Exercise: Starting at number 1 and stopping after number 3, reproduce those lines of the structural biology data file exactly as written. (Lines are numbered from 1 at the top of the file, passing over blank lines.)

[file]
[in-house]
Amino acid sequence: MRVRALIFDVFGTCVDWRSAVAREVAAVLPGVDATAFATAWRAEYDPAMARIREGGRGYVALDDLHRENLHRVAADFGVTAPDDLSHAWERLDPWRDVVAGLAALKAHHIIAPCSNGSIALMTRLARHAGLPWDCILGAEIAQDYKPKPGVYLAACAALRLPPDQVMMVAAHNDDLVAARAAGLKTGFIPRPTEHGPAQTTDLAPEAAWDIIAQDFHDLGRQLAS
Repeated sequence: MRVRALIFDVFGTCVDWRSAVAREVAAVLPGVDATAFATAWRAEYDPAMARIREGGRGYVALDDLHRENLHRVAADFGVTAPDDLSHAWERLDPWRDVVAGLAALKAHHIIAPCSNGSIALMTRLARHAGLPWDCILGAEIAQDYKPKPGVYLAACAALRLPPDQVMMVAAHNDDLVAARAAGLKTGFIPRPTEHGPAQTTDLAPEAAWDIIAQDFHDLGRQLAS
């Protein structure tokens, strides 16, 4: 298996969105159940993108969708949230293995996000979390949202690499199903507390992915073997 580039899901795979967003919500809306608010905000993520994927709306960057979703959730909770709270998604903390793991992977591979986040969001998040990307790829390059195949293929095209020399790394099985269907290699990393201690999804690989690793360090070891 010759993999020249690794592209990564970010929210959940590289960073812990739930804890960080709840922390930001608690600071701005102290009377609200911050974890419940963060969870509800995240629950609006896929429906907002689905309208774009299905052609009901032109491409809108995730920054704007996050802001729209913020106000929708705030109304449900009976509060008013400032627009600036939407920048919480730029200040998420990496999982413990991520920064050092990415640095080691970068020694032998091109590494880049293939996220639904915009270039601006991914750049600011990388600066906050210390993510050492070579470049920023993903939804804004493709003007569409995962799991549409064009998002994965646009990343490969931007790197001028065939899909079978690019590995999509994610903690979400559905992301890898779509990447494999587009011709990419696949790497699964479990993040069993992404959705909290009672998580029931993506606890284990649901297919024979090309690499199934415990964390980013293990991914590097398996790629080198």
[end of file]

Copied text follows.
[in-house]
Amino acid sequence: MRVRALIFDVFGTCVDWRSAVAREVAAVLPGVDATAFATAWRAEYDPAMARIREGGRGYVALDDLHRENLHRVAADFGVTAPDDLSHAWERLDPWRDVVAGLAALKAHHIIAPCSNGSIALMTRLARHAGLPWDCILGAEIAQDYKPKPGVYLAACAALRLPPDQVMMVAAHNDDLVAARAAGLKTGFIPRPTEHGPAQTTDLAPEAAWDIIAQDFHDLGRQLAS
Repeated sequence: MRVRALIFDVFGTCVDWRSAVAREVAAVLPGVDATAFATAWRAEYDPAMARIREGGRGYVALDDLHRENLHRVAADFGVTAPDDLSHAWERLDPWRDVVAGLAALKAHHIIAPCSNGSIALMTRLARHAGLPWDCILGAEIAQDYKPKPGVYLAACAALRLPPDQVMMVAAHNDDLVAARAAGLKTGFIPRPTEHGPAQTTDLAPEAAWDIIAQDFHDLGRQLAS